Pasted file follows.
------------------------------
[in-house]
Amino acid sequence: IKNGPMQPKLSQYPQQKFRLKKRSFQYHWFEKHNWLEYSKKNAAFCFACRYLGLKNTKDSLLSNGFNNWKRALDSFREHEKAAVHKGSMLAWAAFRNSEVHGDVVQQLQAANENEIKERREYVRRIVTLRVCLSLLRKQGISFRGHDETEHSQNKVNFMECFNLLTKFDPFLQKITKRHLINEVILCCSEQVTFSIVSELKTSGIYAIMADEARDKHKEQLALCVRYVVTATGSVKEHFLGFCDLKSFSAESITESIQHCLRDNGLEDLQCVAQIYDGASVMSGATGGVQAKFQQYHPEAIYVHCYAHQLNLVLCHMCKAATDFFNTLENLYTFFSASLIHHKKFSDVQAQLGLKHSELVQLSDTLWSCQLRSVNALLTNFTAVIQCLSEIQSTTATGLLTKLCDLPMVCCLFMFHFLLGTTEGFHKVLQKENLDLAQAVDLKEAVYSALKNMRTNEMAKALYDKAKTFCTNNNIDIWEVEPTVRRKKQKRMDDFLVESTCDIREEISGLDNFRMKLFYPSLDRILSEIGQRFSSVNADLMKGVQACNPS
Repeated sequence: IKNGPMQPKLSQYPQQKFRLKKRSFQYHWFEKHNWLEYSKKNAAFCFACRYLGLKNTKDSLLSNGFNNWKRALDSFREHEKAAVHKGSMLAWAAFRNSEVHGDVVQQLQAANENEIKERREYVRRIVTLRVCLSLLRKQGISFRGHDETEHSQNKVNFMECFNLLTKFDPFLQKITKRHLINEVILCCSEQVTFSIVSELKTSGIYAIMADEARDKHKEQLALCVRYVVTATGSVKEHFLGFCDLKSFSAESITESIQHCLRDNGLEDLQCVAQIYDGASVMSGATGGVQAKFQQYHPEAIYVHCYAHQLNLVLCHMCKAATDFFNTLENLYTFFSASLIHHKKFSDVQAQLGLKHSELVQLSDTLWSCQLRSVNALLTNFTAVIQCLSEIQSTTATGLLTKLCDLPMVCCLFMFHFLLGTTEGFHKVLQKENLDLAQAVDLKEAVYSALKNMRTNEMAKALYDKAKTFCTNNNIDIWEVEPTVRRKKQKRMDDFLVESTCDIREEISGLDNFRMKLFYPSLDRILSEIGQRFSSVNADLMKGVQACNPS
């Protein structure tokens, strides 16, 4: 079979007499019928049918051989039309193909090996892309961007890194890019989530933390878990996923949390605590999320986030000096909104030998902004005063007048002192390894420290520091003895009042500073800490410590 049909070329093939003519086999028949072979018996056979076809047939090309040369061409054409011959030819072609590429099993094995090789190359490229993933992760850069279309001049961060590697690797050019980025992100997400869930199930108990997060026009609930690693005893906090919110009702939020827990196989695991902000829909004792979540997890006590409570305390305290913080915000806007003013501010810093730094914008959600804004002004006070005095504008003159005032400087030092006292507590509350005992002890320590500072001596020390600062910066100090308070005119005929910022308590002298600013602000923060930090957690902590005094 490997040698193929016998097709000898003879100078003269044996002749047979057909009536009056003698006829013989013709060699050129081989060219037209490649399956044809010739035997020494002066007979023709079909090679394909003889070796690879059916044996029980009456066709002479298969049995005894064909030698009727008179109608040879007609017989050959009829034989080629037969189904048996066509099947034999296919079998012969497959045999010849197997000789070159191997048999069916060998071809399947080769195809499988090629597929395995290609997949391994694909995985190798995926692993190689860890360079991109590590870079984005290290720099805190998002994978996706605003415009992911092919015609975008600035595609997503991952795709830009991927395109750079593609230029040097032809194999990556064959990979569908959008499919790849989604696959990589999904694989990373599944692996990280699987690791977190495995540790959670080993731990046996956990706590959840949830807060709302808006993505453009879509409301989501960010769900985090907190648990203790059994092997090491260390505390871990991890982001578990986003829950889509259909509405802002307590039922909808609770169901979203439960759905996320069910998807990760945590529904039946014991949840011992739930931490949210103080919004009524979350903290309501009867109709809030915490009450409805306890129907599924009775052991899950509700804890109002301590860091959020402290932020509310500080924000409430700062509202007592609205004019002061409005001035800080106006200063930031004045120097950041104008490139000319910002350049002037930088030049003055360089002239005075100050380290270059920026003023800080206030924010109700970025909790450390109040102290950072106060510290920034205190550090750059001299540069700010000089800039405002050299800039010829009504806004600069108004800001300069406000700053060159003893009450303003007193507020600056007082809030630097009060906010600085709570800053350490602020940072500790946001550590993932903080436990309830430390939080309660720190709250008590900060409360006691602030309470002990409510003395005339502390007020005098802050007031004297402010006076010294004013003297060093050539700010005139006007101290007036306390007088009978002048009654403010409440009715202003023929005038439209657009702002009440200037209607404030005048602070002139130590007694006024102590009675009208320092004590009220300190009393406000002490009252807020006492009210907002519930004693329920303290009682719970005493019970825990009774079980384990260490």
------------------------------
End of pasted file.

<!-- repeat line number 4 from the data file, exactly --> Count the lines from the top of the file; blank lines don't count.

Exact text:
């Protein structure tokens, strides 16, 4: 079979007499019928049918051989039309193909090996892309961007890194890019989530933390878990996923949390605590999320986030000096909104030998902004005063007048002192390894420290520091003895009042500073800490410590 049909070329093939003519086999028949072979018996056979076809047939090309040369061409054409011959030819072609590429099993094995090789190359490229993933992760850069279309001049961060590697690797050019980025992100997400869930199930108990997060026009609930690693005893906090919110009702939020827990196989695991902000829909004792979540997890006590409570305390305290913080915000806007003013501010810093730094914008959600804004002004006070005095504008003159005032400087030092006292507590509350005992002890320590500072001596020390600062910066100090308070005119005929910022308590002298600013602000923060930090957690902590005094 490997040698193929016998097709000898003879100078003269044996002749047979057909009536009056003698006829013989013709060699050129081989060219037209490649399956044809010739035997020494002066007979023709079909090679394909003889070796690879059916044996029980009456066709002479298969049995005894064909030698009727008179109608040879007609017989050959009829034989080629037969189904048996066509099947034999296919079998012969497959045999010849197997000789070159191997048999069916060998071809399947080769195809499988090629597929395995290609997949391994694909995985190798995926692993190689860890360079991109590590870079984005290290720099805190998002994978996706605003415009992911092919015609975008600035595609997503991952795709830009991927395109750079593609230029040097032809194999990556064959990979569908959008499919790849989604696959990589999904694989990373599944692996990280699987690791977190495995540790959670080993731990046996956990706590959840949830807060709302808006993505453009879509409301989501960010769900985090907190648990203790059994092997090491260390505390871990991890982001578990986003829950889509259909509405802002307590039922909808609770169901979203439960759905996320069910998807990760945590529904039946014991949840011992739930931490949210103080919004009524979350903290309501009867109709809030915490009450409805306890129907599924009775052991899950509700804890109002301590860091959020402290932020509310500080924000409430700062509202007592609205004019002061409005001035800080106006200063930031004045120097950041104008490139000319910002350049002037930088030049003055360089002239005075100050380290270059920026003023800080206030924010109700970025909790450390109040102290950072106060510290920034205190550090750059001299540069700010000089800039405002050299800039010829009504806004600069108004800001300069406000700053060159003893009450303003007193507020600056007082809030630097009060906010600085709570800053350490602020940072500790946001550590993932903080436990309830430390939080309660720190709250008590900060409360006691602030309470002990409510003395005339502390007020005098802050007031004297402010006076010294004013003297060093050539700010005139006007101290007036306390007088009978002048009654403010409440009715202003023929005038439209657009702002009440200037209607404030005048602070002139130590007694006024102590009675009208320092004590009220300190009393406000002490009252807020006492009210907002519930004693329920303290009682719970005493019970825990009774079980384990260490």